by CHRIS ROGERS
On Monday, Winona City Manager Steve Sarvi announced big changes in the city’s plans for the future of its senior center. City leaders now plan on considering Central Elementary School as a new site for the city’s senior center, and the city’s plans to borrow $5 million to fund the center have been pushed back from 2019 to 2020. Sarvi said that the possibility of co-locating the senior center at the new YMCA building is off the table for the near-term future. Sarvi stated that city staff also ruled out the idea of creating an all-ages community center as a replacement to the current senior center.
After years of talk, city officials launched a formal study this spring to plan a new home for the Winona Friendship Center. The senior center’s programming is popular, but its current space — the first floor of the Masonic Temple — is cramped. City staff held two public input sessions on a new Friendship Center this year, but told citizens to focus on what amenities they want, not where the facility would be located. Until now, the city’s public planning efforts had focused on building an addition to the East Recreation Center (ERC) and converting the ERC into an all-ages community center that would combine the senior center’s programming with ERC programs for youth and adults and offer an all-ages gym. Earlier this summer, city staff had preliminary conversations with Winona Family YMCA leaders about the possibility of combining the proposed city community center and the YMCA’s planned new facility. Until Sarvi’s announcement on Monday, city staff said they were planning on holding another public input session in early September with a very rough design for an all-ages community center.
Now the city is going to focus on Central school as a site for the new Friendship Center, Sarvi announced, after the topic came up in passing at a Planning Commission meeting on Monday. Sarvi added that, “…This concept of a standalone community center is probably not going to happen.”
Earlier this summer, Sarvi and his staff had decided against making a bid on any of the school buildings Winona Area Public Schools (WAPS) had put up for sale. Asked what changed since then, Sarvi responded, “What changed is we went down the road with the Y, and it’s not going to work out for us to partner with them right now.” City staff also looked at the ERC as a site and determined that would not work, he added. Then, city staff asked themselves, “What’s the next step?” Sarvi continued. Central school kept coming up, he stated. “Everyone seems to think that would be viable,” he added.
Why did city staff decide against the ERC? City officials suspect that renovating Central school will be less expensive than adding onto the ERC, Sarvi said, adding that an all-ages community center at the ERC would cost $10-$15 million, not the $5 million city staff had penciled in for the project earlier this month. Locating the new Friendship Center at the ERC was also predicated on creating an all-ages community center, a concept Sarvi said that city staff have now decided against. “We’ve looked at a ‘community center’ and he sense is it’s too much replication of what the Y is trying to do and our immediate need is not that,” Sarvi stated. The city’s immediate need is a new senior center and perhaps a pre-school, daycare, or after-school program, Sarvi said. Furthermore, Central school is more centrally located, he added. Planning Commission member Craig Porter and Peterson praised city staff for considering a centrally located site. “I think that kind of facility should be located close to the center of the city,” Peterson stated.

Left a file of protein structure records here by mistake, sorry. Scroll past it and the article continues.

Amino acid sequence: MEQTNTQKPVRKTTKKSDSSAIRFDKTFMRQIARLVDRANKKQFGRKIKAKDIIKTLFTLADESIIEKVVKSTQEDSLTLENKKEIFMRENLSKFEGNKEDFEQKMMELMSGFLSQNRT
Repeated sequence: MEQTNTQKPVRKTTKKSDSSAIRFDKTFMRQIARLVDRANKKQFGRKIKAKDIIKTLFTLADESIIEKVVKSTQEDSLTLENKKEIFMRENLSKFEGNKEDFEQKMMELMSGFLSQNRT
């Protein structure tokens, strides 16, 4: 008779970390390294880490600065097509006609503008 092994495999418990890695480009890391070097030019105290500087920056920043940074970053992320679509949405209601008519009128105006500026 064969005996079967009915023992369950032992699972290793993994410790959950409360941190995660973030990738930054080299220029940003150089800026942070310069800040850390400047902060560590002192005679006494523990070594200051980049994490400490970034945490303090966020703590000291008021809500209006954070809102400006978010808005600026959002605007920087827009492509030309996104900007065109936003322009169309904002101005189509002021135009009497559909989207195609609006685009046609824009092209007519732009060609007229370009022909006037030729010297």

Now, a new task force of Friendship Center members will help city staff and consultants look into Central school as a possible site, Sarvi stated. It is unclear whether city officials will make the task force meetings open to the public.
WAPS had agreed earlier this summer to sell Central and Madison schools to Building Value Partners, but after legal challenges over WAPS’ bidding process and city Planning Commission vote against rezoning the properties the school district now plans to redo the sale of the buildings, using a realtor to negotiate with buyers instead of a public bidding process.
“Now, with the School Board putting [Central] back on the market, there’s an opportunity there for the city to take a closer look,” Peterson said. “I support that. I think the city should take a look. We’d be negligent, almost, not to.”
It is unclear how quickly WAPS will move to sell the schools again and whether the city will be prepared to make an offer on Central school in time.
“I think it depends on the details,” WAPS Superintendent Rich Dahman said of whether WAPS would be interested in selling Central school to the city. “They haven’t been real specific other than to say that they want to take a look around.”
WAPS Board Chair Ben Baratto explained that he sees Central school as a great location for the Friendship Center, citing its central location, amenities and accessibility.
“I’ve advocated for that for months. I’m speaking for myself, not the board, but I believe that Central would be perfect for the Friendship Center. There are no steps, an elevator, a large parking lot and the bus goes right by it,” Baratto said.
Baratto said that while he would support a move to make Central the new home of the Friendship Center, the School Board’s vote will depend on what proposals are brought forward next month.
Asked why the city was not considering Madison school, Sarvi said that Madison is believed to have more deferred maintenance needs and is less centrally located, though he added that Madison could be considered, too.
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